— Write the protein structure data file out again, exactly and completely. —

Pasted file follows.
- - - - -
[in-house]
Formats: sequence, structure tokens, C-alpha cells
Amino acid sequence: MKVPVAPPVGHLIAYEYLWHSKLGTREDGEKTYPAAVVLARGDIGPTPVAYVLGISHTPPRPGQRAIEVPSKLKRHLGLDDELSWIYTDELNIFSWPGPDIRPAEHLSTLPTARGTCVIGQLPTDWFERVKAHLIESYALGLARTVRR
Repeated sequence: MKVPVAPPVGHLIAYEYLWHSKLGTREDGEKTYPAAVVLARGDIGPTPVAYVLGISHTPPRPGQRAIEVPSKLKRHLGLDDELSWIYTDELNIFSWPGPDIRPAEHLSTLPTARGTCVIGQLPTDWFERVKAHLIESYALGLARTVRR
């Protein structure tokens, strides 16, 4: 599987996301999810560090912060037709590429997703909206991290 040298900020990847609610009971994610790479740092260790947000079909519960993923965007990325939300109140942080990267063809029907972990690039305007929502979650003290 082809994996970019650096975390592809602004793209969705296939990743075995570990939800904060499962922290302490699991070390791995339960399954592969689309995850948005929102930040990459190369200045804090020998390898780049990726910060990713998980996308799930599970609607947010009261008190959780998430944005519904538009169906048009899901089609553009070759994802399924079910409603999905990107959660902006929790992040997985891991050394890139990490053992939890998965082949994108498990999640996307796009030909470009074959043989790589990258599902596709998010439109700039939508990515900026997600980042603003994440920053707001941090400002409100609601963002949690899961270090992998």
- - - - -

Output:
[in-house]
Formats: sequence, structure tokens, C-alpha cells
Amino acid sequence: MKVPVAPPVGHLIAYEYLWHSKLGTREDGEKTYPAAVVLARGDIGPTPVAYVLGISHTPPRPGQRAIEVPSKLKRHLGLDDELSWIYTDELNIFSWPGPDIRPAEHLSTLPTARGTCVIGQLPTDWFERVKAHLIESYALGLARTVRR
Repeated sequence: MKVPVAPPVGHLIAYEYLWHSKLGTREDGEKTYPAAVVLARGDIGPTPVAYVLGISHTPPRPGQRAIEVPSKLKRHLGLDDELSWIYTDELNIFSWPGPDIRPAEHLSTLPTARGTCVIGQLPTDWFERVKAHLIESYALGLARTVRR
């Protein structure tokens, strides 16, 4: 599987996301999810560090912060037709590429997703909206991290 040298900020990847609610009971994610790479740092260790947000079909519960993923965007990325939300109140942080990267063809029907972990690039305007929502979650003290 082809994996970019650096975390592809602004793209969705296939990743075995570990939800904060499962922290302490699991070390791995339960399954592969689309995850948005929102930040990459190369200045804090020998390898780049990726910060990713998980996308799930599970609607947010009261008190959780998430944005519904538009169906048009899901089609553009070759994802399924079910409603999905990107959660902006929790992040997985891991050394890139990490053992939890998965082949994108498990999640996307796009030909470009074959043989790589990258599902596709998010439109700039939508990515900026997600980042603003994440920053707001941090400002409100609601963002949690899961270090992998």